A letter to white people, from a white person, on white fragility and mustering the courage to overcome it.

Before I begin, let me say I am not writing this to police other white allies and anti-racists. My purpose in writing this series is to create dialogue around the white identity, in hopes of sharing what I know, and helping to further white people’s collective understanding of themselves, with the ultimate goal of promoting racial justice and prison abolition. I hope to spark discussions among/with fellow white activists so that we may better understand our place in this work. I…


Our feelings can bring us together — if we understand them.

Photo by Vonecia Carswell on Unsplash

Most of us involved are aware that social justice work is emotionally-intensive. I’ve written at length about the importance of acknowledging this emotional edge and taking steps to address it in our personal and organizational practices. I also realize that there is power in naming, and that my last piece on the emotionality of social justice work was unfortunately vague.

To remedy this, I’ve set out to name and dissect the various emotional impacts experienced by those in the social justice realm. I have experienced these and also observed them in the experiences of others. Though listed out separately, they…


House with a Confederate flag in the window. Photo taken by the author in rural Missouri.

There are problems in rural America that need addressing. I can name a few: white supremacy, crippling poverty, Evangelical fervor, and Trumpism. The 2016 election round made all of these issues painfully clear, and they continue to affect U.S. politics on a national and global scale.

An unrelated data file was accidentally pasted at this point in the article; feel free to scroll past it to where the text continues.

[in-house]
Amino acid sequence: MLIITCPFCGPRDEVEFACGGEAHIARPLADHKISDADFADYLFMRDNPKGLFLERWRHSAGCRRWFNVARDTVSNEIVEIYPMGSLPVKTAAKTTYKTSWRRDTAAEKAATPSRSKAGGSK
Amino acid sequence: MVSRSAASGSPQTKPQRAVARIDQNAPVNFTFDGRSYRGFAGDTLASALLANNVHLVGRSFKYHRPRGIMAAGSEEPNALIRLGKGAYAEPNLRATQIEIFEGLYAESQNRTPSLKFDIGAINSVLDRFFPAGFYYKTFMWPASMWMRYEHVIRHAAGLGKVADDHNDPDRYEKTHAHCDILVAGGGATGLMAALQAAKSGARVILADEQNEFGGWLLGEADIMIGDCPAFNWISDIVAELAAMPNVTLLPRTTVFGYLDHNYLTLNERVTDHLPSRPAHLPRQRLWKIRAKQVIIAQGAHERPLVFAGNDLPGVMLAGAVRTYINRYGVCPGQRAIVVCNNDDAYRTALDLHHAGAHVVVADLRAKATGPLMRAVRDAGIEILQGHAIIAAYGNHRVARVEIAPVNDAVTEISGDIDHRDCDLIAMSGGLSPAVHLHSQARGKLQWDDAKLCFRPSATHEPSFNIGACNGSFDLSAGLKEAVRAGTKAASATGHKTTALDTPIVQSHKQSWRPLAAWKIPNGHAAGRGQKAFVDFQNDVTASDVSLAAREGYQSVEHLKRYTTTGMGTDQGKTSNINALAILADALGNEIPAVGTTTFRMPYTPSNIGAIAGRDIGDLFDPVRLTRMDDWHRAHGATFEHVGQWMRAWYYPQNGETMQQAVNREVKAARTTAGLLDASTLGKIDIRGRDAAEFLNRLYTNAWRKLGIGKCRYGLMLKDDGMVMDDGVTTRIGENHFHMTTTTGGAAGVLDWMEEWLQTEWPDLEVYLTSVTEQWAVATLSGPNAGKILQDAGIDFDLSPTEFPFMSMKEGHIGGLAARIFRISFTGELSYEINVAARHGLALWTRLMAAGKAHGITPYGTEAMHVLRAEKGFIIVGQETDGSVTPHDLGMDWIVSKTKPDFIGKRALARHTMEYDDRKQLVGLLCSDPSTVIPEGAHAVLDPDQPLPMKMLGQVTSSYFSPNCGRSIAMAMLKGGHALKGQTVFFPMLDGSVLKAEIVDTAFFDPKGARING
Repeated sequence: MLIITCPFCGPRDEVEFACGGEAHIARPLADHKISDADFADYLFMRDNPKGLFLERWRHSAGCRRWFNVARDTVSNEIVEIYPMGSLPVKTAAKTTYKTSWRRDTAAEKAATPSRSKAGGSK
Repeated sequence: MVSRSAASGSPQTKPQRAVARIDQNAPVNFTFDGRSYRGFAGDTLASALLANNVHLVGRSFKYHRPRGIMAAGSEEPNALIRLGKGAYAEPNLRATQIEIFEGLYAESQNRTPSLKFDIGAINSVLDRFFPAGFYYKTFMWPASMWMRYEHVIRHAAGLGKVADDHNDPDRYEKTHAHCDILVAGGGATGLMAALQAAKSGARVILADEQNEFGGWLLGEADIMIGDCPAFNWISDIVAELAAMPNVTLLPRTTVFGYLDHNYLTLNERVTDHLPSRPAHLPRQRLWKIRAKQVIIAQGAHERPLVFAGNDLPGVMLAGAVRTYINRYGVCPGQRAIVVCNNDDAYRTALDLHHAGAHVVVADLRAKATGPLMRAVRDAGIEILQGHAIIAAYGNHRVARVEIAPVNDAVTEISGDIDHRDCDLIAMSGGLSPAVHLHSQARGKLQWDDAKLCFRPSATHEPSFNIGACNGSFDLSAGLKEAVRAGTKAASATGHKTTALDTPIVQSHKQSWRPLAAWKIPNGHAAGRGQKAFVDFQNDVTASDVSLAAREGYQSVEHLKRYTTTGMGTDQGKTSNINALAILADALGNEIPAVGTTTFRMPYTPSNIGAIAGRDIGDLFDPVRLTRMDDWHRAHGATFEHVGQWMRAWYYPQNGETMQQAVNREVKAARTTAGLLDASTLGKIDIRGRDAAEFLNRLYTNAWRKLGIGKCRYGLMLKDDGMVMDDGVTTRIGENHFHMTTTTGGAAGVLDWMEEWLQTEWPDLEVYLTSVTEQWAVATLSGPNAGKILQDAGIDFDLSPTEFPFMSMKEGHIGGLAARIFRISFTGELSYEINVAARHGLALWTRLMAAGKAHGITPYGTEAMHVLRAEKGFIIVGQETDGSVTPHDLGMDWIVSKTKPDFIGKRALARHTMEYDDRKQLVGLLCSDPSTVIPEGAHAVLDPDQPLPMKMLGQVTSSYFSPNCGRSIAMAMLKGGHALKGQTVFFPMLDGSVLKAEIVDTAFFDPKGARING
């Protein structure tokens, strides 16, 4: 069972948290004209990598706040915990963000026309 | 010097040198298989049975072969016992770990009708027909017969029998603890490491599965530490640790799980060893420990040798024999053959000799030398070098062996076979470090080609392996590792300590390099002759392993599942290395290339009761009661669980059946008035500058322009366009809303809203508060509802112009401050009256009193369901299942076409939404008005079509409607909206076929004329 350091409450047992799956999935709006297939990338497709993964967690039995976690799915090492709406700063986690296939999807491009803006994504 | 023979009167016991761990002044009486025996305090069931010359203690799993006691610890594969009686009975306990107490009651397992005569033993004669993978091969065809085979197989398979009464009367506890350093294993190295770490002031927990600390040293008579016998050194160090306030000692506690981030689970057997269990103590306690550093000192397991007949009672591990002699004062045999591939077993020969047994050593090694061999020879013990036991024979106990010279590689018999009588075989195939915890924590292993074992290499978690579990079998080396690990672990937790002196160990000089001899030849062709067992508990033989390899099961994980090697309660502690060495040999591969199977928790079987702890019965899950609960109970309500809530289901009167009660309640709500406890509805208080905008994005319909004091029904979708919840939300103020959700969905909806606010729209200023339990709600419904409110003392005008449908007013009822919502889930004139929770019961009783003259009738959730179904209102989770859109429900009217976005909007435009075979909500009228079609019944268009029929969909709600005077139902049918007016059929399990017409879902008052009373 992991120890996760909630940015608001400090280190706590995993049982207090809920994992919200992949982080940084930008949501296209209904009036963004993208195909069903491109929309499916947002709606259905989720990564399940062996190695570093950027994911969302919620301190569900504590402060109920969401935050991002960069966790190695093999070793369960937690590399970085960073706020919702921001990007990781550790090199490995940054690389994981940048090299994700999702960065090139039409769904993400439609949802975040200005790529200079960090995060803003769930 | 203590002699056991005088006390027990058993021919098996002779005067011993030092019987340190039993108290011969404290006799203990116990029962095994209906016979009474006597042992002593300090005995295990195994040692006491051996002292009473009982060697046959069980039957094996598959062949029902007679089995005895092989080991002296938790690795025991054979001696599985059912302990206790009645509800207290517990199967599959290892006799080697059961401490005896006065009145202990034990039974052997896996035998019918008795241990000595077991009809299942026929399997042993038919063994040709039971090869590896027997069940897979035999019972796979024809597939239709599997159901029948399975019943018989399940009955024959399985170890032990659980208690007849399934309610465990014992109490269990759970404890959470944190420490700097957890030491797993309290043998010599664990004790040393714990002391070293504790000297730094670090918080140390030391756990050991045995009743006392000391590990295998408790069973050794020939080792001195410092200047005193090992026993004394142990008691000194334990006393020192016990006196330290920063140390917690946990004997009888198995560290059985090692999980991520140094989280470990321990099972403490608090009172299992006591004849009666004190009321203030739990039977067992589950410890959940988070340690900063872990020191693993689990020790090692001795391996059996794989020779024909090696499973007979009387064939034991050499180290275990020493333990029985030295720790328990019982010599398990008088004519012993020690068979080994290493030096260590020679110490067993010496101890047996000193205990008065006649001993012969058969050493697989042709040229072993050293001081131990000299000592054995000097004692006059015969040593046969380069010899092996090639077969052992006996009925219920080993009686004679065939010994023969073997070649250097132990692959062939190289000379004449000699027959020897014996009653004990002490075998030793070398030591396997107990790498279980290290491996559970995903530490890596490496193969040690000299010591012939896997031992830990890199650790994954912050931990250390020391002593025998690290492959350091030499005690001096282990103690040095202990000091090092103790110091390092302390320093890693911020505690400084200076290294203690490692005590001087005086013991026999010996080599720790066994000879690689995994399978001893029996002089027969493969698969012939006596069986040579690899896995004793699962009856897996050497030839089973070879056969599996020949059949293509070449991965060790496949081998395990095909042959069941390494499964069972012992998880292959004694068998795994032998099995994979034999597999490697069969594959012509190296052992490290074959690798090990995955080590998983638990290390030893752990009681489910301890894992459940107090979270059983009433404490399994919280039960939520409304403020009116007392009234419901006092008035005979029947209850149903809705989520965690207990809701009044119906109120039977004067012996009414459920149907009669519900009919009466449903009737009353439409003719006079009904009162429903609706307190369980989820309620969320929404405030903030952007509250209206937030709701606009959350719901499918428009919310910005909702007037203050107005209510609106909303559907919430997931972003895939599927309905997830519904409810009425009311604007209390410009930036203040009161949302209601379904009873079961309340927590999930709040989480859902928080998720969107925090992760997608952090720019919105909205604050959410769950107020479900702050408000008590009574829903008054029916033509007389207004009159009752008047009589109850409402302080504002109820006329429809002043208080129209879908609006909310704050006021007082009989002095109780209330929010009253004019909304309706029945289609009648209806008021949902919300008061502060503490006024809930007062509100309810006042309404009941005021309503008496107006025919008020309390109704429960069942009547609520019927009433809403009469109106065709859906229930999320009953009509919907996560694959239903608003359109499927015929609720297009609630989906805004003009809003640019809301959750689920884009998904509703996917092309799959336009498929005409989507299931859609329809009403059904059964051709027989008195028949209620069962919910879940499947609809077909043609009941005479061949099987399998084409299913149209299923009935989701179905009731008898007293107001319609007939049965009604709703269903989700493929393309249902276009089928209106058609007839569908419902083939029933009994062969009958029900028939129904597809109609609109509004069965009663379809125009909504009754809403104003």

Rural America’s issues are also self-perpetuating. I’ve watched the poorest county in Missouri strike down an initiative to increase funding for its already under-resourced public schools, some even lacking internet access. Lacking public resources, insular community dynamics, racial ignorance and intolerance, meth addiction, and government corruption are just a few of the factors at…


Image by Bobby Rodriguezz

I’ve been to series of sessions of individualized talk therapy four times. While the insights I’ve gained have always been helpful and moved me along my healing path, I’ve also always had strange underlying uneasiness with the process. It feels alienating to have to pay to talk about my feelings. Sometimes when I was in therapy, I felt like that meant I didn’t need to or couldn’t talk to anyone else about my feelings. I deal with some heavy things; I have a long abuse history and a lot of trauma to work through. I often feel like I don’t…

Madeleine Keller

Writer, community organizer, queerdo, and zine author on race, justice, emotional literacy, and magic. madeleinelkeller.com